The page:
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Tusker House Dining Review

by on April 8, 2016

As we continue to wait patiently for all of the new nighttime offerings at Disney’s Animal Kingdom, we also carry on in our look at dining options at the park. I recently reviewed many of the park’s popular quick service options, and today, we continue our dining adventure at Disney’s Animal Kingdom’s popular character meal at Tusker House Restaurant. I dropped in for late solo dinner a few days ago to see how the food compares to other dining options around the park and Walt Disney World, and was pleasantly surprised with the meal from start to finish.

First step: getting to the restaurant. If you’ve never been to Tusker House, it’s not super intuitive – the check-in desk is hidden just behind the covered seating area next to Dawa Bar, adjacent to the walkway to Festival of the Lion King, and just across from Tamu Tamu Refreshments in the Africa section of the park. Luckily, Disney has placed a few signs along the path to help guide you to the desk, where a cast member will greet and check you in, then give you a buzzer or take your phone number to text you once your table is ready. At that point, I was led to the outdoor waiting area just behind the desk, full of chairs and benches (and complimentary water to help cool you off on a hot day!). After a short wait, my phone alerted me that my table was ready, and I was led from the second check-in desk to the inside of the restaurant, where the seater acquainted me with the sprawling (and gorgeous) buffet area and led me to my table in a neighboring room. Both the Cast Member who seated me and my server helpfully explained from which direction the characters (Mickey, Daisy, Donald, and Goofy) would come and how they’d move around the room to reach my table, which was really great to know – I could better plan when it was safe to leave the table to grab a plate of food without missing anything.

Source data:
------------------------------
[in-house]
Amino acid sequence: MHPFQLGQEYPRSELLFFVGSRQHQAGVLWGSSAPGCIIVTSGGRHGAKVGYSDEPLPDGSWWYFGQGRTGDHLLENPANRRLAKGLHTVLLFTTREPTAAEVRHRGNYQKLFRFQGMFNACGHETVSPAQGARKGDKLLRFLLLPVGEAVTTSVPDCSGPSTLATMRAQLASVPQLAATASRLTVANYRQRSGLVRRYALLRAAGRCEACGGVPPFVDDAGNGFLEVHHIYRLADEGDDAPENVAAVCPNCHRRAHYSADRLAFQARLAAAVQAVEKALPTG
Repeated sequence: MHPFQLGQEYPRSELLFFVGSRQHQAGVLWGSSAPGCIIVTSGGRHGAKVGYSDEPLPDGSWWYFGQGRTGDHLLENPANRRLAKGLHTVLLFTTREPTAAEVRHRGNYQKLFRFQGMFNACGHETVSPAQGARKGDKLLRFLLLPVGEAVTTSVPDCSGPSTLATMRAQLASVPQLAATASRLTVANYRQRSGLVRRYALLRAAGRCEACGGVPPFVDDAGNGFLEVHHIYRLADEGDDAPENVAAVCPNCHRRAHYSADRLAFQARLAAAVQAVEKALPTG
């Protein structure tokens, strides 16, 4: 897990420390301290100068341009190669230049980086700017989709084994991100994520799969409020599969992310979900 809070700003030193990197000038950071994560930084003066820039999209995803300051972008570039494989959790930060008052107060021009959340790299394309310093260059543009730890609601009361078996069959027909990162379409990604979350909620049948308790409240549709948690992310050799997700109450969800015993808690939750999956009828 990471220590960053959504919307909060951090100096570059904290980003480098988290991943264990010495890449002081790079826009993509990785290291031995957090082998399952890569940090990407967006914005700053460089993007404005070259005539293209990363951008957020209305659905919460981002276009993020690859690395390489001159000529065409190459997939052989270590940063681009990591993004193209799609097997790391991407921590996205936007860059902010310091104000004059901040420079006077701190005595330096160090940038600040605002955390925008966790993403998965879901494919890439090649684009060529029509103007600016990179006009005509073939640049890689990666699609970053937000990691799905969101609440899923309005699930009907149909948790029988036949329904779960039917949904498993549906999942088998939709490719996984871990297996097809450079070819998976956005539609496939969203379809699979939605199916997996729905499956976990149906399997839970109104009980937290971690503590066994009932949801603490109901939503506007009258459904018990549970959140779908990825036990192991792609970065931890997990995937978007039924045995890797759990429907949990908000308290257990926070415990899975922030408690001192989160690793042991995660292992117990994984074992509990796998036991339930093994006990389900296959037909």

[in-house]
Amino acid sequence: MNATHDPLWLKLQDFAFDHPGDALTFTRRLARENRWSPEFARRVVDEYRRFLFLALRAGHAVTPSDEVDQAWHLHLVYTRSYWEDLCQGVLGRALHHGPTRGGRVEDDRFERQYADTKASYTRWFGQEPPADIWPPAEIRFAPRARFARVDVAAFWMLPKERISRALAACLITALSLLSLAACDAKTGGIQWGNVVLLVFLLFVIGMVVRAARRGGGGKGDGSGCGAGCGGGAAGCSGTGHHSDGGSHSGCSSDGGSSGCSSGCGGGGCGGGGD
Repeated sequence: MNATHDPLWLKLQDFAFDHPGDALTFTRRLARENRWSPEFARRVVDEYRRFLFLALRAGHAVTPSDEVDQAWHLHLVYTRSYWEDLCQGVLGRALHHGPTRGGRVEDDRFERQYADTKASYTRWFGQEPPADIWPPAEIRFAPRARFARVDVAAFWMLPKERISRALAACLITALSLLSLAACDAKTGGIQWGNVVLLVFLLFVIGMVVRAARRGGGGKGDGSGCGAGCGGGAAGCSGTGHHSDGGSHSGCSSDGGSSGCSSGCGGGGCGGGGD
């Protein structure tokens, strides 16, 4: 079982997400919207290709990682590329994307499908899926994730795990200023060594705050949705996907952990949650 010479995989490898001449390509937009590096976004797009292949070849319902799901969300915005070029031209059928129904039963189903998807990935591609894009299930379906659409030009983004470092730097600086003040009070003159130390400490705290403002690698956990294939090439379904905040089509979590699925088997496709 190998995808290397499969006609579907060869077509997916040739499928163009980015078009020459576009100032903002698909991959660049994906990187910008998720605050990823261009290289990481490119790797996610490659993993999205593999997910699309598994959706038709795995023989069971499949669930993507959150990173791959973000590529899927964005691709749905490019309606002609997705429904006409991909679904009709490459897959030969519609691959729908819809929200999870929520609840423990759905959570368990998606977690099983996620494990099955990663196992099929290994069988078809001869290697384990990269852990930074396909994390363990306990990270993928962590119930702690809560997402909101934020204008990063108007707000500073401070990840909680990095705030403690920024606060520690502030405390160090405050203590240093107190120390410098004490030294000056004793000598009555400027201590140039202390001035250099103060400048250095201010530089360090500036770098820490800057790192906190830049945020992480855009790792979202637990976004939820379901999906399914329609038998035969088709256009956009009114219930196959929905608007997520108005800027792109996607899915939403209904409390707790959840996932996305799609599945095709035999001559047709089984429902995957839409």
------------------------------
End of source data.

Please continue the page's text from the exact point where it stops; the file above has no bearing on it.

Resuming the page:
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Animal Kingdom Late-Arrival Touring Plan

by on March 28, 2016

Discovery Island (4)A couple weeks ago I tested our computer-optimized touring plans in Walt Disney World. My first post was on how the touring plan software routed me around a bunch of ride breakdowns in the Magic Kingdom. Today’s post is how the software worked at Disney’s Animal Kingdom.

Just like the Magic Kingdom, I waited until the last minute to make my Animal Kingdom FastPass+ reservations – actually the night before we visited the park. But I was still able to get FastPass+ reservations for the most popular attractions:

Expedition Everest at 10:15 a.m.

Kilimanjaro Safaris at 2:05 p.m.

DINOSAUR at 3:20 p.m.

Kali River Rapids and Flights of Wonder were closed during my visit, so I didn’t have to worry about it.

Bonus Sleeping-In Possibilities!

I used the Unofficial Guide’s standard Animal Kingdom One-Day Touring Plan and plugged these FastPasses in. The first thing I realized was that the plan wasn’t going to take all day – not even close. So I switched my arrival time to 10 AM, which gave us an extra hour to sleep in. In fact, even with the new nighttime Kilimanjaro Safaris and Rivers of Light show, it looks like it’ll be possible to see practically everything in the park even if you arrive around 11 a.m.  That makes the Animal Kingdom a great park to visit after a late night at the Magic Kingdom or Epcot. (We’re also testing a late-arrival plan at Disney’s Hollywood Studios for an upcoming blog post.)